Andrew Keen is the author of ‘The Internet is Not the Answer ‘ which argues that the internet is having a negative effect on our culture. Robert Phillips, ex CEO of Edelman, a leading global PR firm, has written ‘Trust Me PR is Dead’.
I have to declare an interest here; I’m a PR person and I’m on the board of the Chartered Institute of Public Relations, so I don’t entirely subscribe to Robert’s assertion.
Actually he starts by saying that PR isn’t dead. What Phillips asserts is that the problem is that PR doesn’t speak to the common good and doesn’t focus enough on trustworthiness.
Whilst Robert Phillips is concerned with a failure of trust revealed by the transparency brought about by the internet, Andrew Keen believes that internet itself is a cause of inequality and injustice. The internet does away with top down elitist structures but it also sweeps away the trusted frameworks that support society. Keen described the world as flat, one in which we have contempt for leaders yet long for leadership.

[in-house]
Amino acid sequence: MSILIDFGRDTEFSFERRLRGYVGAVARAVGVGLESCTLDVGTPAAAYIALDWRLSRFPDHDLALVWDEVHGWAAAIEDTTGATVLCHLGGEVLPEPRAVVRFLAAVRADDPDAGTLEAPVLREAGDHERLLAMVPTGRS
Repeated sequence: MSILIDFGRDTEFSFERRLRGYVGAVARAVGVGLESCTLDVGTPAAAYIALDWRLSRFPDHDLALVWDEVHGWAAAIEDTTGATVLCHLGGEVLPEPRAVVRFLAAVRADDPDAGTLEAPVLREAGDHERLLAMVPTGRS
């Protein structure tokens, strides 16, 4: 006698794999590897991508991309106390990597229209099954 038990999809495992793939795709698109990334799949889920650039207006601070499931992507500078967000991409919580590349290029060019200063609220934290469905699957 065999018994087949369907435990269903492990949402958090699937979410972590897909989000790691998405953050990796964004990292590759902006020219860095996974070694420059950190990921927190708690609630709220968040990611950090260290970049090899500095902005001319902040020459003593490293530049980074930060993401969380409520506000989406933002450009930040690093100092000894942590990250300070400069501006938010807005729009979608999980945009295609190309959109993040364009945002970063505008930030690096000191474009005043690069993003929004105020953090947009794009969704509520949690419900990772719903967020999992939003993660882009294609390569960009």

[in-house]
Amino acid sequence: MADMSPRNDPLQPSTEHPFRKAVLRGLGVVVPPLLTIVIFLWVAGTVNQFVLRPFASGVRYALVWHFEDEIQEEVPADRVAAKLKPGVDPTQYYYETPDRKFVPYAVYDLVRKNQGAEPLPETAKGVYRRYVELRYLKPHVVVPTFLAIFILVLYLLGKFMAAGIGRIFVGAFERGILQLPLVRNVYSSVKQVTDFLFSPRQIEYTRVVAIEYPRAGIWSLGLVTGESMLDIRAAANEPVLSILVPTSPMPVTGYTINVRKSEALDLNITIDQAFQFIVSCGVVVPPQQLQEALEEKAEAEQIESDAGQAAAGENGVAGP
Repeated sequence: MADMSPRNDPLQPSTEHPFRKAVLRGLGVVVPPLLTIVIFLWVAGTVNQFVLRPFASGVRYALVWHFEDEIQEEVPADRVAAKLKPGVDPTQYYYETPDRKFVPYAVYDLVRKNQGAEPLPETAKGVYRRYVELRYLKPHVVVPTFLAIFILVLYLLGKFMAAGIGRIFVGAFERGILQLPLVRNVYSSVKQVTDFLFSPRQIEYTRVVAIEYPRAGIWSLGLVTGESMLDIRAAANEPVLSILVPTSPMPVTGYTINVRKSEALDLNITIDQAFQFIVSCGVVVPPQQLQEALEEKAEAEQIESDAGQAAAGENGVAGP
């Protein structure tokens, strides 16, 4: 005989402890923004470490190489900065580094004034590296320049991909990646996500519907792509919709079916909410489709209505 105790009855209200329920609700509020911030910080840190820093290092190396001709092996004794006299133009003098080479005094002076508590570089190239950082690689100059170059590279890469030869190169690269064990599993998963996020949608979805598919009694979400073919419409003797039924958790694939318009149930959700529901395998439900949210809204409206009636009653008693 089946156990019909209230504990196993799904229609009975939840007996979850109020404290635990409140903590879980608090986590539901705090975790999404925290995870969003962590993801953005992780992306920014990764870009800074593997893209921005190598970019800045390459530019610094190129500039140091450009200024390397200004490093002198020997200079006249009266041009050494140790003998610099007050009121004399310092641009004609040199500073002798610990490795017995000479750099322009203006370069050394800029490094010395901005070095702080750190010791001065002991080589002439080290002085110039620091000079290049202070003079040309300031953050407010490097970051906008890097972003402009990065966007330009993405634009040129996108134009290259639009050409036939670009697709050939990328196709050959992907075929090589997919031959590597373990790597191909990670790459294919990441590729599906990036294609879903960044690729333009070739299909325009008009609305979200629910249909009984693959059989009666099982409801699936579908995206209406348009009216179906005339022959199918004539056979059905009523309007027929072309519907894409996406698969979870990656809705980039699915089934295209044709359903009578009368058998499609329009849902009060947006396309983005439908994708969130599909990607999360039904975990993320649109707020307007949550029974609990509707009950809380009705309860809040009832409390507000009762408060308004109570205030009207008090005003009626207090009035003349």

Leadership failure is a subject that Robert Phillips covers too. He cites the recent disastrous corporate performance of Thomas Cook. It has been characterised as a PR failure but as Robert implies, it was actually a corporate failure.
Andrew Keen has the final word and applauds Robert’s appeal for greater values and morality but also says we must become less self obsessed. The problem with the Internet is that when we look at it we see ourselves.
It was a captivating, intellectual debate, but I’m no more convinced about the failures of the Internet or the Public Relations industry, than I was at the beginning. Who would have imagined.
I think there is something to be said for PR being dead, at least from the perspective of its scale of influence and impact. I think the Internet and especially social media has acheived that. No more can it be left to PR to manage impressions or undo damages–unless you have real people who believe in and tell the same story.